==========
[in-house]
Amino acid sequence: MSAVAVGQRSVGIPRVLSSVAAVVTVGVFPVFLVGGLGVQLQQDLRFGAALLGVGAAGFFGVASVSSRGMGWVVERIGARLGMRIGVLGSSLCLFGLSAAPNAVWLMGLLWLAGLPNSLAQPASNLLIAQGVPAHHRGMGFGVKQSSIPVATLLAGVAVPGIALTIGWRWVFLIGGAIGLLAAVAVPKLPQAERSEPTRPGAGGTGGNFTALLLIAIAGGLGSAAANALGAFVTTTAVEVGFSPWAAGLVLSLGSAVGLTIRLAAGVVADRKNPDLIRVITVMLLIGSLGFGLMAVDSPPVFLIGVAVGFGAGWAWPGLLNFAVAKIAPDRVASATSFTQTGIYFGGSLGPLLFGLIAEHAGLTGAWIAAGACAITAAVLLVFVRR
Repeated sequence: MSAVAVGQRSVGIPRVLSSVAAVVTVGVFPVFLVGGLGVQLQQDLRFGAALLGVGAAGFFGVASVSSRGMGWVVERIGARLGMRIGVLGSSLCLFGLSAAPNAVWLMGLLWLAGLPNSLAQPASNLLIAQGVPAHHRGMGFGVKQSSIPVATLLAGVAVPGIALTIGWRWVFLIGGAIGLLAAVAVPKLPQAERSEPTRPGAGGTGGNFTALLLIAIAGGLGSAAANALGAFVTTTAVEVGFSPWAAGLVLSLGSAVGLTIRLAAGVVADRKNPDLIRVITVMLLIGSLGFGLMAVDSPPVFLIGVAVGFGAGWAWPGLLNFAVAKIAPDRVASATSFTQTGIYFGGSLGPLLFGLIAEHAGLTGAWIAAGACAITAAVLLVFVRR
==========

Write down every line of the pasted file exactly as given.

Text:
[in-house]
Amino acid sequence: MSAVAVGQRSVGIPRVLSSVAAVVTVGVFPVFLVGGLGVQLQQDLRFGAALLGVGAAGFFGVASVSSRGMGWVVERIGARLGMRIGVLGSSLCLFGLSAAPNAVWLMGLLWLAGLPNSLAQPASNLLIAQGVPAHHRGMGFGVKQSSIPVATLLAGVAVPGIALTIGWRWVFLIGGAIGLLAAVAVPKLPQAERSEPTRPGAGGTGGNFTALLLIAIAGGLGSAAANALGAFVTTTAVEVGFSPWAAGLVLSLGSAVGLTIRLAAGVVADRKNPDLIRVITVMLLIGSLGFGLMAVDSPPVFLIGVAVGFGAGWAWPGLLNFAVAKIAPDRVASATSFTQTGIYFGGSLGPLLFGLIAEHAGLTGAWIAAGACAITAAVLLVFVRR
Repeated sequence: MSAVAVGQRSVGIPRVLSSVAAVVTVGVFPVFLVGGLGVQLQQDLRFGAALLGVGAAGFFGVASVSSRGMGWVVERIGARLGMRIGVLGSSLCLFGLSAAPNAVWLMGLLWLAGLPNSLAQPASNLLIAQGVPAHHRGMGFGVKQSSIPVATLLAGVAVPGIALTIGWRWVFLIGGAIGLLAAVAVPKLPQAERSEPTRPGAGGTGGNFTALLLIAIAGGLGSAAANALGAFVTTTAVEVGFSPWAAGLVLSLGSAVGLTIRLAAGVVADRKNPDLIRVITVMLLIGSLGFGLMAVDSPPVFLIGVAVGFGAGWAWPGLLNFAVAKIAPDRVASATSFTQTGIYFGGSLGPLLFGLIAEHAGLTGAWIAAGACAITAAVLLVFVRR